There was a fair green garden sloping
From the south-east side of the mountain-ledge;
And the earliest tint of the dawn came groping
Down through its paths, from the day’s dim edge.
The bluest skies and the reddest roses
Arched and varied its velvet sod;
And the glad birds sang, as the soul supposes
The angels sing on the hills of God.

I wandered there when my veins seemed bursting
With life’s rare rapture and keen delight,
And yet in my heart was a constant thirsting
For something over the mountain-height.
I wanted to stand in the blaze of glory
That turned to crimson the peaks of snow,
And the winds from the west all breathed a story
Of realms and regions I longed to know.

I saw on the garden’s south side growing
The brightest blossoms that breathe of June;
I saw in the east how the sun was glowing,
And the gold air shook with a wild bird’s tune;
I heard the drip of a silver fountain,
And the pulse of a young laugh throbbed with glee
But still I looked out over the mountain
Where unnamed wonders awaited me.

I came at last to the western gateway,
That led to the path I longed to climb;
But a shadow fell on my spirit straightway,
For close at my side stood gray-beard Time.
I paused, with feet that were fain to linger,
Hard by that garden’s golden gate,
But Time spoke, pointing with one stern finger;
“Pass on,” he said, “for the day groes late.”

And now on the chill giay cliffs I wander,
The heights recede which I thought to find,
And the light seems dim on the mountain yonder,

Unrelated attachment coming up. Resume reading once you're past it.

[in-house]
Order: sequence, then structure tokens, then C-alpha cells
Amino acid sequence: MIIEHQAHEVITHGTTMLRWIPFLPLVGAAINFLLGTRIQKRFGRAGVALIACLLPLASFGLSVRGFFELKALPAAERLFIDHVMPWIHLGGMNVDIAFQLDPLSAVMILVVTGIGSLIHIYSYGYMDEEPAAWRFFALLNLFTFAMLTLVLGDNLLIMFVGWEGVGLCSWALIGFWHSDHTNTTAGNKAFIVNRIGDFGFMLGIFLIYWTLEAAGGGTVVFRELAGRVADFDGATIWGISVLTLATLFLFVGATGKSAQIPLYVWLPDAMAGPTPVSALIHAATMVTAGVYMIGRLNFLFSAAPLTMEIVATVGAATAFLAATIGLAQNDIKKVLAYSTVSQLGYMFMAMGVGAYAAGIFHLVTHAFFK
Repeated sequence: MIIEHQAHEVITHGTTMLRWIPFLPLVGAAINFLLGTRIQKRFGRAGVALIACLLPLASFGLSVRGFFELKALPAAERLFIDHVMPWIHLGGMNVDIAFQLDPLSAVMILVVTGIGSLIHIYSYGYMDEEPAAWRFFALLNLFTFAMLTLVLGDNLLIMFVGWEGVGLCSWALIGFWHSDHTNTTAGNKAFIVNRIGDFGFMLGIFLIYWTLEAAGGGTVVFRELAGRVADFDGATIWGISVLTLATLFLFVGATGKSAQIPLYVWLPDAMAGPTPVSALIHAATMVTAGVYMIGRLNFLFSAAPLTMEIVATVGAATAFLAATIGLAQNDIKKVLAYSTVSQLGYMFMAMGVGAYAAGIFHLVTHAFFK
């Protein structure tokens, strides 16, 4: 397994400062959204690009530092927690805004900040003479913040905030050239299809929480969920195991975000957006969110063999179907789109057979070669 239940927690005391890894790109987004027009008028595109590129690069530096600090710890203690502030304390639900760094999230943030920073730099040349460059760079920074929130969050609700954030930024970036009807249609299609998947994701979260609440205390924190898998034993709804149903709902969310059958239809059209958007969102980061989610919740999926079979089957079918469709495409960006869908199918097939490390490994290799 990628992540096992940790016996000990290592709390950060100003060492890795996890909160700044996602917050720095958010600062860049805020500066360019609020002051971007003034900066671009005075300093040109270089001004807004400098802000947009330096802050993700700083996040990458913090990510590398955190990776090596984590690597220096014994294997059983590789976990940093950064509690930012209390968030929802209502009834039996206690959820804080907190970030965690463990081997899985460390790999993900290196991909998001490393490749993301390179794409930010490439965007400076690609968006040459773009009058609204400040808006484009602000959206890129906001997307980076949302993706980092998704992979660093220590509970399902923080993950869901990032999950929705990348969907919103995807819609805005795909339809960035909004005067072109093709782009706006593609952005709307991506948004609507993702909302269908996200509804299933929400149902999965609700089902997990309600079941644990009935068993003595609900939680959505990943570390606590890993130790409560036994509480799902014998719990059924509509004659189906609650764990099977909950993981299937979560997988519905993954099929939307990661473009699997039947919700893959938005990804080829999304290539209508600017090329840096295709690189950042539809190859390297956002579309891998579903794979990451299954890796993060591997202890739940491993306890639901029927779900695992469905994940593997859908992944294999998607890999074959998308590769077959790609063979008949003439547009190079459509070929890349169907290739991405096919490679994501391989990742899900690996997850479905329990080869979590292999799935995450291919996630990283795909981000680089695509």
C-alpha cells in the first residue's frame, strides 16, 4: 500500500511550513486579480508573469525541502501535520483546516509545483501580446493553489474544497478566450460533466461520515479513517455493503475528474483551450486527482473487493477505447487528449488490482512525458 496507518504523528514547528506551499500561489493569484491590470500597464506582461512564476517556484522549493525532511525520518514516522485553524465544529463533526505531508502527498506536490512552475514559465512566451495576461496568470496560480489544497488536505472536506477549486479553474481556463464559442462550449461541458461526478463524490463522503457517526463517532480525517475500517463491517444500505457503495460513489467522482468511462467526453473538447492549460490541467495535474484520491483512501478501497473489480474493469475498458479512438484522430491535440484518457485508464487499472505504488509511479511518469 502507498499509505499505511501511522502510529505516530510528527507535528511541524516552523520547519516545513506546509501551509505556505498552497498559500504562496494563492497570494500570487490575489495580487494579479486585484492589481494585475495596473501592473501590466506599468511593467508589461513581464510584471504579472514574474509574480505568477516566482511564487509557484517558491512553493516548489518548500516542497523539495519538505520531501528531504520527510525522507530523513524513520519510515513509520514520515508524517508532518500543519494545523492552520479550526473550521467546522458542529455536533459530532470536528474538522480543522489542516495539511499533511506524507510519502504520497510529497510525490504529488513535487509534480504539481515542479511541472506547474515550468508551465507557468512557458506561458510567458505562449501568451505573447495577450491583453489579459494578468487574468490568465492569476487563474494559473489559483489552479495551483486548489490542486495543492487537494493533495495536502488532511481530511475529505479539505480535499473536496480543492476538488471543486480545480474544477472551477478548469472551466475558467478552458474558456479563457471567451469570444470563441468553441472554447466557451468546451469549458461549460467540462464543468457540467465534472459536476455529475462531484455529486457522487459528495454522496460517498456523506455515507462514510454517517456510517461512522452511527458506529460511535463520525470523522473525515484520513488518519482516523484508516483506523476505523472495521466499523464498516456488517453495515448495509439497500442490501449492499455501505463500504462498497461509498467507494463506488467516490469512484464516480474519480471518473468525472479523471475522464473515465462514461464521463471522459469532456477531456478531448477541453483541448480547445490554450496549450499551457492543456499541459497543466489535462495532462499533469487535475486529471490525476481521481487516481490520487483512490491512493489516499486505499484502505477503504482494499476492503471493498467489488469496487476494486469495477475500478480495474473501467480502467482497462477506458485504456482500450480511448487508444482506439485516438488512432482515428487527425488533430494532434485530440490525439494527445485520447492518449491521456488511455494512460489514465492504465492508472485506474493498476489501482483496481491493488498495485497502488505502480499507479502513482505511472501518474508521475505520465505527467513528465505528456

When I think of the garden I left behind.
Should I stand at last on its summit’s splendor,
I know full well it would not repay
For the fair lost tints of the dawn so tender
That crept up over the edge o’ day.

I would go back, but the ways are winding,
If ways there are to that land, in sooth,
For what man succeeds in ever finding
A path to the garden of his lost youth?
But I think sometimes, when the June stars glisten,
That a rose scent dufts from far away,
And I know, when I lean from the cliffs and listen,
That a young laugh breaks on the air like spray.

  • The Lost Garden poem by Ella Wheeler Wilcox

See Also :- A Golden Day Poem by Ella Wheeler Wilcox

A Golden Day Poem by Ella Wheeler Wilcox

A Golden Day Poem by Ella Wheeler Wilcox
A Golden Day Poem by Ella Wheeler Wilcox

Ella Wheeler Wilcox (November 5, 1850 – October 30, 1919) was an American author and poet. Her best-known work was Poems of Passion. Her most enduring poem was “Solitude”. Solitude poem, was first published in the February 25, 1883 issue of The New York Sun. Her autobiography, The Worlds and I, was published in 1918, a year before her death.Ella Wheeler Wilcox was a popular poet rather than a literary poet, in her poems she expresses sentiments of cheer and optimism. A Golden Day Poem by Ella Wheeler Wilcox is very inspirational.
Below is A Golden Day Poem by Ella Wheeler Wilcox. Let us know your thought’s on it.

The subtle beauty of this day
Hangs o’er me like a fairy spell,
And care and grief have flown away,
And every breeze sings, “all is well.”
I ask, “Holds earth or sin, or woe?”
My heart replies, “I do not know.”

Nay! all we know, or feel, my heart,
Today is joy undimmed, complete;